Gene L. Dickerson—a transgender state inmate in Dallas, Pa.—has filed a lawsuit in federal court, citing unsafe living conditions relating to her transgender status, according to Philadelphia Gay News. She alleges harassment and discrimination by state Department of Correction (DOC) officials because she's transgender. She also alleges that DOC officials failed to properly screen her cellmates for transphobia, thus exposing her to dangerous situations. Dickerson claims that all five cellmates she's had so far have either assaulted her, sexually harassed her or threatened bodily harm.

Liz Cheney—a Republican running for the U.S. Senate in Wyoming and the daughter of former Vice President Dick Cheney—has declared that she is "not pro-gay marriage," according to the Daily Caller. "I am strongly pro-life and I am not pro-gay marriage," Cheney said in a statement released by her campaign. "I believe the issue of marriage must be decided by the states, and by the people in the states, not by judges and not even by legislators, but by the people themselves." Liz Cheney is also the sister of Mary Cheney, an out lesbian who backs marriage equality. After Liz's declaration, Mary posted on Facebook that Liz "is dead wrong on the issue of marriage."

U.S. Sens. Barbara Boxer (D-Calif.), Christopher Murphy (D-Conn.), Jeanne Shaheen (D-N.H.), and John McCain (R-Ariz.)—all members of the Senate Foreign Relations Committee—sent a letter to President Obama urging him to use his upcoming trip to the G-20 Leaders' Summit in St. Petersburg, Russia, as an opportunity to call attention to the Russian government's ongoing crackdown on human rights and civil society, according to a release from Boxer's office. (The summit begins Sept. 5.) "The United States must not give President Putin a free pass on repression," the Senators wrote. "We hope we can count on you to prioritize advancing human rights as a central objective of U.S. relations with Russia."

In South Carolina, a lesbian couple is challenging the state's marriage-equality ban, according to ABC Columbia. Tammie Goodwin and her wife, whose identity is being concealed, were married in the District of Columbia more than a year ago; however, South Carolina doesn't recognize the marriage. Goodwin said, "I know it won't be easy. We expect bumps along the way. ... We want to put our children on my wife's insurance but have been unable to do so. I haven't changed my name, even though I'm married. I need a court order to do that."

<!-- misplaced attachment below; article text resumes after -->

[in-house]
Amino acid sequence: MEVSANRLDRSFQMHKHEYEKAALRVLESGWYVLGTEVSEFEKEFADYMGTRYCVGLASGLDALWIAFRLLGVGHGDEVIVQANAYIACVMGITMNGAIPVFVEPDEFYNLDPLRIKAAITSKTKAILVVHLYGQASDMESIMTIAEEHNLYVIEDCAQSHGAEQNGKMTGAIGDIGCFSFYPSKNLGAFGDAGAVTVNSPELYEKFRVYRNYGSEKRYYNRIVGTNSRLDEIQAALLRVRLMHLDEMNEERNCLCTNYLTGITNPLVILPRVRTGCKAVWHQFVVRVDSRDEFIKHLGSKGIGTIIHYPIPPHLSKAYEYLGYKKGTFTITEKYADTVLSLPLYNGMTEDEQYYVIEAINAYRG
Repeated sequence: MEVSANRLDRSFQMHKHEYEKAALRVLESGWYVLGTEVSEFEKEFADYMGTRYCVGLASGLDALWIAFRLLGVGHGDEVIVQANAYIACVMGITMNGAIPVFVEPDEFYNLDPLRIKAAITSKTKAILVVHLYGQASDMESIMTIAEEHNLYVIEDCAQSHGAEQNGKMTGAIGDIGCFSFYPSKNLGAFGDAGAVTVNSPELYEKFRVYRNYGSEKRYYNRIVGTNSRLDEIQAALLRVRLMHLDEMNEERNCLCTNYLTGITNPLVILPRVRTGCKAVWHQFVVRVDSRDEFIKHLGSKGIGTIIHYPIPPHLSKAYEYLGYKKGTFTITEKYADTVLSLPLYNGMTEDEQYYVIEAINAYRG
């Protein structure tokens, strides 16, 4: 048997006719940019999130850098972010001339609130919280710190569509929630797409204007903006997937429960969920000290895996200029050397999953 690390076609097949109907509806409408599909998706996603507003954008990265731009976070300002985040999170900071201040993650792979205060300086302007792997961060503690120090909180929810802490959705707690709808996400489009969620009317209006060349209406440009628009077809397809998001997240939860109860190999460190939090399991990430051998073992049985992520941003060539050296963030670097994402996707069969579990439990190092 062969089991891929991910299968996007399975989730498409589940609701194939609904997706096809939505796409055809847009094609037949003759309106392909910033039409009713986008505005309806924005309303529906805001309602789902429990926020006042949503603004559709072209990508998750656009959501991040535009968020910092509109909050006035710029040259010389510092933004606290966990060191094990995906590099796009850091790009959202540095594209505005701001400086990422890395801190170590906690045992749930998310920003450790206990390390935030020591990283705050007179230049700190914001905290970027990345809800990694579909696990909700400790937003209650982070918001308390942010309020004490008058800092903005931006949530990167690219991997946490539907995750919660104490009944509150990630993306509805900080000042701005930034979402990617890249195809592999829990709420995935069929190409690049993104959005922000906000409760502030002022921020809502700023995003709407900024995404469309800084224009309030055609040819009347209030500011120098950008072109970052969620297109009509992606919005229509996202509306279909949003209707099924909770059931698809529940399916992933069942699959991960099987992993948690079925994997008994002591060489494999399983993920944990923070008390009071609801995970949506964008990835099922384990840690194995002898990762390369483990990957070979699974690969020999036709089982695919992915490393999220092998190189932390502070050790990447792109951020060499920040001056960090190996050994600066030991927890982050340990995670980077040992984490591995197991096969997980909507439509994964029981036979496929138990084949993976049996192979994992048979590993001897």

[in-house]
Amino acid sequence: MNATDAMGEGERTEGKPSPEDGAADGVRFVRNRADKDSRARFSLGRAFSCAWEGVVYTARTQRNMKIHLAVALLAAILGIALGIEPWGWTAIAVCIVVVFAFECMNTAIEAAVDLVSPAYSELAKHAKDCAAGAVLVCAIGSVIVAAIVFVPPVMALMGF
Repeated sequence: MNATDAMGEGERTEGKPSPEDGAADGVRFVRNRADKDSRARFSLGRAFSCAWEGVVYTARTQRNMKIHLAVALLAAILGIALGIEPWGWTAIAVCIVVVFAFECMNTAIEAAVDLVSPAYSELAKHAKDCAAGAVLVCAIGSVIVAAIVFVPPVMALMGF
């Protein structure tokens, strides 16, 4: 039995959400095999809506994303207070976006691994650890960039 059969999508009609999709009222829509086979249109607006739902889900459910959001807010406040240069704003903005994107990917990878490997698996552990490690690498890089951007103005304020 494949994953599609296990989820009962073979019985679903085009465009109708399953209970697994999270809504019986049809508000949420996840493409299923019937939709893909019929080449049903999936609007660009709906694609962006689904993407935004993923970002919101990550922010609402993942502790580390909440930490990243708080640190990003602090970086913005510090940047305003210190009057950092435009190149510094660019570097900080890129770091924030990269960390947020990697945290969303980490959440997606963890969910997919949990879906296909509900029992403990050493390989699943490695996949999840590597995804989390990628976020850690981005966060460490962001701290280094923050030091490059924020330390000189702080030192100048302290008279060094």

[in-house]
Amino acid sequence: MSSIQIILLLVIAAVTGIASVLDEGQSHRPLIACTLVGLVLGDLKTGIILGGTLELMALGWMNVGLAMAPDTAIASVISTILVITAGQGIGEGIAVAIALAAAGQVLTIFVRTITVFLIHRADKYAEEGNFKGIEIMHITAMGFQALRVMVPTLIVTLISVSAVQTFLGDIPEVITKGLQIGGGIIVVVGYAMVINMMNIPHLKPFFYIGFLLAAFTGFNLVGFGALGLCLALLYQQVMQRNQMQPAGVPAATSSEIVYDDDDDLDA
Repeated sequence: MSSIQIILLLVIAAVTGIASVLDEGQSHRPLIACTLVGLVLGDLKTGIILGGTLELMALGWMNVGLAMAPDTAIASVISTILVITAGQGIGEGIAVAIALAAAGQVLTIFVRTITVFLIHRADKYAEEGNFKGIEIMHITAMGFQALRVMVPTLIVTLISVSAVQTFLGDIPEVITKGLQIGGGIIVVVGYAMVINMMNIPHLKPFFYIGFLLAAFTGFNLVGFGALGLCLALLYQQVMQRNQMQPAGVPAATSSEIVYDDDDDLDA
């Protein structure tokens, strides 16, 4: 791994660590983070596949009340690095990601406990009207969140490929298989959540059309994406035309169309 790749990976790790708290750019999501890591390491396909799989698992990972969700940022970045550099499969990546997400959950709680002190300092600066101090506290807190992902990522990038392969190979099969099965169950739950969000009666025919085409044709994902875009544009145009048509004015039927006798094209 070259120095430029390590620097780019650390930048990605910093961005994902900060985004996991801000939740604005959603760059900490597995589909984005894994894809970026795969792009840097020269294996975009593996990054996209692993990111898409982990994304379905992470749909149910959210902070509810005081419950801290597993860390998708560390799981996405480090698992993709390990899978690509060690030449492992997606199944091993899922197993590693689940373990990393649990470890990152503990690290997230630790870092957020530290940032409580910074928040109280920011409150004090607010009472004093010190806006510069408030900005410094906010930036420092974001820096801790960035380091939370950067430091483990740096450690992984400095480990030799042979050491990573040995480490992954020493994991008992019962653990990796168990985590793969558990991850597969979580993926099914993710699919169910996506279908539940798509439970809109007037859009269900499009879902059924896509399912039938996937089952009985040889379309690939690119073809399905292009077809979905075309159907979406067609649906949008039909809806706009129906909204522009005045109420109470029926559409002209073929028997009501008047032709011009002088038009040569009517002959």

Digital-rights group the the Electronic Frontier Foundation has said that blogger Chris Vizzini's release of his claim to the word "gaymer" is a "big win" for gay video-game enthusiasts and free-speech rights, according to Courthouse News Service. Vizzini had registered "gaymer" as a mark for his website, Gaymer.org, in 2008 and claimed that his use of the term for computer-related services dates back to 2005. In August 2012, he sent a cease-and-desist letter to Reddit over its operation of the Gaymers subreddit (a subforum on Reddit, the community-focused content aggregator), which reportedly represents a community of "more than 21,000" LGBT video-game enthusiasts. The Patent and Trademark Office canceled the mark recently, noting that Vizzini had surrendered it voluntarily in July.

Hawaii Gov. Neil Abercrombie says it's likely there will be a special session of the state legislature in the fall to address same-sex marriage, according to NewNowNext.com . "I think we can put together something that can achieve a solid majority, that will give us the opportunity to establish marriage equality in the state of Hawaii commensurate with the recent Supreme Court decisions, and will satisfy and resolve the issues that are presently before the appeals court on the mainland," Abercrombie said. Hawaii was the first state to consider marriage equality back in 1991; voters eventually passed a constitutional amendment banning same-sex marriage in 1998.

Ruth Bader Ginsburg recently became the first Supreme Court Justice to officiate a same-sex wedding, the Huffington Post reported. Ginsburg officiated the Aug. 31 wedding of Kennedy Center President Michael M. Kaiser and economist John Roberts at the Kennedy Center in Washington, D.C. Ginsburg's act came just two months after the Supreme Court ruled that part of the Defense of Marriage Act was unconstitutional. Ginsburg and Kaiser are close friends, as she is perhaps the Supreme Court's most fervent supporter of the fine arts, especially opera, according to the Washington Post.

A gay veteran of the Iraq war who fought against "Don't Ask, Don't Tell" has died in a car accident in Rochester, N.Y., the Washington Blade reported. Darren Manzella, who came out as gay in 2007 while serving in the Army during an interview on CBS' 60 Minutes, died Aug. 29, said Steve Ralls, the former spokesperson for Servicemembers Legal Defense Network. Manzella served as an Army medic in Kuwait and Iraq and earned a Combat Medical Badge for treating his fellow soldiers. His 60 Minutes interview was filmed, in secret, in Kuwait City while he was still a staff sergeant in the Army. Manzella was 36 at the time of his death.

The University Committee on Sexual Orientation (UCOSO) at Western Illinois University has changed its name to the University Committee on Sexual Orientation, and Gender Identity and Expression (UCOSOGIE), according to a press release. UCOSO (originally called the President's Task Force to End Homophobia) was established in 1987 to raise awareness and provide support services for the lesbian and gay population on Western's campuses. Policies and issues on UCOSOGIE's agenda during the 2013-14 year include the use of inclusive vendors; inclusion within Greek organizations; a new sexuality minor; the university's stance on same sex marriage; and how students, faculty and staff can self-identify when joining the WIU campus.